KUHAK, Afghanistan (Reuters) - As U.S. soldiers from Alpha Company stepped out of their outpost on a scorching July morning in Arghandab in southern Afghanistan’s Kandahar province, an all too familiar sound rang through the air.
“Can you hear that? They’re blowing their horns again,” one soldier shouts down the line.
It is a sound the U.S. soldiers have become accustomed to nearly every time they go out on patrol — insurgents sounding their car and motorcycle horns, warning each other the Americans are on the move.
A couple of hours into the patrol and the even more familiar crack of gunfire breaks the mundane silence. The soldiers dive for cover, bullets whistling past their heads, as they work out where the shots are coming from.
“Flank it 1 Alpha!” Sergeant Jonathan Garcia screams at his soldiers up ahead before firing off a couple rounds over the low mudbrick wall.
As the soldiers maneuver forward, the insurgents — probably no more than three or four men — lose heart and disappear into the thick vegetation.
Apart from one Afghan soldier who takes a bullet through his leg and is airlifted to safety, the battle passes without incident and finishes as quickly as it started.
This is Kuhak, a small village nestled inside the pomegranate orchards of Afghanistan’s Arghandab valley, only miles outside Kandahar city.
It is a scene the soldiers from Alpha Company, 2-508th Parachute Regiment, 82nd Airborne Division, are getting all too used to since they moved into the area in December.
Homemade bombs and gunbattles are now an almost daily occurrence. In the last week alone, the men at Kuhak have come under fire five times.
The reason the insurgents are putting up a tough fight in Arghandab is because the district forms a gateway to Kandahar from the north and the militants do not want to give that up.
With only around 2,500 Canadian troops patrolling the entire province until last year, the Taliban, for years had virtual free reign around Kandahar. When U.S. troops arrived there in Spring 2009, they disturbed something of a hornets’ nest.
A U.S. Stryker Brigade that first moved in suffered heavy losses early into its deployment. More than 20 soldiers were killed and many more wounded, most by homemade bombs.
Recognizing the province was neglected for too long, military commanders have now shifted focus from neighboring Helmand to Kandahar, in a bid to drive the insurgency from its heartland strongholds.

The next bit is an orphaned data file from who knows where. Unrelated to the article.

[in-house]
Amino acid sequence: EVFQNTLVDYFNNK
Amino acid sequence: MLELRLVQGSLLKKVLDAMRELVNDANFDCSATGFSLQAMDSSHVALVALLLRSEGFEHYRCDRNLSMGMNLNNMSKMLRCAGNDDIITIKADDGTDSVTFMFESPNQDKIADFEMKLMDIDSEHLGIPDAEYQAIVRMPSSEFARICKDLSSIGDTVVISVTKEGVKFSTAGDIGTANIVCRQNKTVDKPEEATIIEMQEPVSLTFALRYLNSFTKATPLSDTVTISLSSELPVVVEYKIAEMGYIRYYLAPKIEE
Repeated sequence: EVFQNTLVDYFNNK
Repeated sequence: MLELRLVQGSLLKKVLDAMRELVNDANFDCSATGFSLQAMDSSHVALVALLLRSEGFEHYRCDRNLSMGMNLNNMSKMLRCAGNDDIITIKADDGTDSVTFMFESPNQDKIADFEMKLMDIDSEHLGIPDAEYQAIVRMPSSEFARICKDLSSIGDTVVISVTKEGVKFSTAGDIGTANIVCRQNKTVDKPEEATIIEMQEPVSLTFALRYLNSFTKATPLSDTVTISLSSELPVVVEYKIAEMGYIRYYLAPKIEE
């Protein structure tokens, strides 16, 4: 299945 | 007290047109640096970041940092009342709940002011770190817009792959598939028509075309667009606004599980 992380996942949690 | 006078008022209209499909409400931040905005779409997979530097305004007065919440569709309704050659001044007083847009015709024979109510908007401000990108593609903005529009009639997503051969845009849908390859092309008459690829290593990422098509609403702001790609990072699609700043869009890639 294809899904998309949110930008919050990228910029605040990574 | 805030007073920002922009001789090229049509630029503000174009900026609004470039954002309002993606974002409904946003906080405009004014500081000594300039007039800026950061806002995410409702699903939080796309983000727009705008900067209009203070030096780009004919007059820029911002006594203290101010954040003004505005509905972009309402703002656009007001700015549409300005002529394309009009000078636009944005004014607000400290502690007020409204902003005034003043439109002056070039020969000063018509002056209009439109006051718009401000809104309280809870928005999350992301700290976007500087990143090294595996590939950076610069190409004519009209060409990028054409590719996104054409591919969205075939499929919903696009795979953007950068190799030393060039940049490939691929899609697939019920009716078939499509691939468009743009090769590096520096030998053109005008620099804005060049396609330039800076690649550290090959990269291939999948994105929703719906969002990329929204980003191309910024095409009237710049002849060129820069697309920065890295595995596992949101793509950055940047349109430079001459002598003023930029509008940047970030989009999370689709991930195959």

Instead of launching a massive offensive as in Helmand earlier this year, however, commanders are talking of bringing a slow wave of security to the area alongside more effective government and backed up with economic development.
At the battalion headquarters perched on a hill overlooking the valley, a line of bearded men wait to see the district governor, who shares his compound with the U.S. troops.
Chris Harich, from the U.S. State Department, who has been in the district center since November as part of Washington’s civilian “surge,” said more villagers were now coming to enquire about development projects, but also to complain about security.
With all the talk of governance and development, for the young soldiers at Kuhak it is just another day and another gunfight.
The men from Alpha Company rarely see who they are fighting and if they eventually do catch up to them, the insurgents have hidden their weapons and melted back into the population.
“It gets really frustrating trying to walk the line between a counter-insurgency fight and not harming the populace and trying to kill the enemy,” said Platoon Commander Staff Sgt. Aaron Best.
Best, a bright 28-year-old on his second Afghanistan tour, understands the counter-insurgency message coming down from commanders, but that does not stem platoon level frustration.
“In 2007 I was getting blown up and shot at. I come back now and guess what, I’m getting blown up and shot at. Nothing’s changed,” he said.
Editing by David Fox